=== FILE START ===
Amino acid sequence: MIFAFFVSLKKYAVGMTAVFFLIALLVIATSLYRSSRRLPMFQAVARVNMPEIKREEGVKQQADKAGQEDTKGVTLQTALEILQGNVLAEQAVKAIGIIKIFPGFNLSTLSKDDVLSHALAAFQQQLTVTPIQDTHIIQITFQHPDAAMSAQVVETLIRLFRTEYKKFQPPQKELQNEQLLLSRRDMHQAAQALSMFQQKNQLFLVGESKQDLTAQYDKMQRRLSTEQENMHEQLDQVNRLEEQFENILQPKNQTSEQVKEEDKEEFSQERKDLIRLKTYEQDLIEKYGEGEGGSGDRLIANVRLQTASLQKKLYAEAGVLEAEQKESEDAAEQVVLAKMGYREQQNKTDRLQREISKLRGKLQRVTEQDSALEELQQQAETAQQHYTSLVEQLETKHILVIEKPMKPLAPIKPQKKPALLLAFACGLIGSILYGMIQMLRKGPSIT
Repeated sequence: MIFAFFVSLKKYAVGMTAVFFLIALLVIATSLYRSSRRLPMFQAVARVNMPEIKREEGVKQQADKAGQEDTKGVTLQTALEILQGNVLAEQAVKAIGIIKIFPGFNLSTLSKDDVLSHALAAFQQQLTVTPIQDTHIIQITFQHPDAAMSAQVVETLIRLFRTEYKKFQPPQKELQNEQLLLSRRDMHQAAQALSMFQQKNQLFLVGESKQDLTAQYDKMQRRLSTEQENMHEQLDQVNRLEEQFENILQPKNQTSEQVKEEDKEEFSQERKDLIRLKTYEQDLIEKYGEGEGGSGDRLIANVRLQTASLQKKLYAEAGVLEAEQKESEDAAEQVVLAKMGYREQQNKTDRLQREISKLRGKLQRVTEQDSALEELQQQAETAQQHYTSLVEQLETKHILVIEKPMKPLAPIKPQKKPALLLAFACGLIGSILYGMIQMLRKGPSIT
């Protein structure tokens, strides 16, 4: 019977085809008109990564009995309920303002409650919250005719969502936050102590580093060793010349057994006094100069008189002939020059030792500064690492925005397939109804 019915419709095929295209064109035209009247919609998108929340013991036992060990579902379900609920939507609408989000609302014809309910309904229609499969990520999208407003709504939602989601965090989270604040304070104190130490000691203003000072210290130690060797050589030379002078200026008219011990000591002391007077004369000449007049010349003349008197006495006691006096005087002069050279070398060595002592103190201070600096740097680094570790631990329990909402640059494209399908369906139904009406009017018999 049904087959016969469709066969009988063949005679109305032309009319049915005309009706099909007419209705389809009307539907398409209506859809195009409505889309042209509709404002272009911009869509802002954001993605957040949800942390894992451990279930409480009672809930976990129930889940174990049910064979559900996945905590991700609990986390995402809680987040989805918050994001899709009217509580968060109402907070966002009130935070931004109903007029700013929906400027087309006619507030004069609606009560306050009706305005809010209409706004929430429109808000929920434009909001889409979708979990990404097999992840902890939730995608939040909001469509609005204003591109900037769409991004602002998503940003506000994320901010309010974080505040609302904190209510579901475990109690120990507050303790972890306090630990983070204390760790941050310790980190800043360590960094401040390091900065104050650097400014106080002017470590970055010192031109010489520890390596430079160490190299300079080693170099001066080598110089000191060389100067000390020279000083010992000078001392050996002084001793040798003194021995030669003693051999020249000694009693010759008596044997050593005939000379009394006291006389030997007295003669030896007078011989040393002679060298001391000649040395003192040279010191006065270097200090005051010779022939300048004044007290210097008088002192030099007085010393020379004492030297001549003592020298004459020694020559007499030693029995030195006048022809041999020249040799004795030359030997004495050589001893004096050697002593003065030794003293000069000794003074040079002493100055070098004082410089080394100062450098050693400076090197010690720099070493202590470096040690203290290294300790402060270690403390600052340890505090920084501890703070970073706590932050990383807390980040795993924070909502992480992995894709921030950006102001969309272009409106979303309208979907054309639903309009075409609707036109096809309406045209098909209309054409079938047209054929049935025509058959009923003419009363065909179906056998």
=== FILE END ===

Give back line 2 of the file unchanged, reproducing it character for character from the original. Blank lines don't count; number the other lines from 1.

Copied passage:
Repeated sequence: MIFAFFVSLKKYAVGMTAVFFLIALLVIATSLYRSSRRLPMFQAVARVNMPEIKREEGVKQQADKAGQEDTKGVTLQTALEILQGNVLAEQAVKAIGIIKIFPGFNLSTLSKDDVLSHALAAFQQQLTVTPIQDTHIIQITFQHPDAAMSAQVVETLIRLFRTEYKKFQPPQKELQNEQLLLSRRDMHQAAQALSMFQQKNQLFLVGESKQDLTAQYDKMQRRLSTEQENMHEQLDQVNRLEEQFENILQPKNQTSEQVKEEDKEEFSQERKDLIRLKTYEQDLIEKYGEGEGGSGDRLIANVRLQTASLQKKLYAEAGVLEAEQKESEDAAEQVVLAKMGYREQQNKTDRLQREISKLRGKLQRVTEQDSALEELQQQAETAQQHYTSLVEQLETKHILVIEKPMKPLAPIKPQKKPALLLAFACGLIGSILYGMIQMLRKGPSIT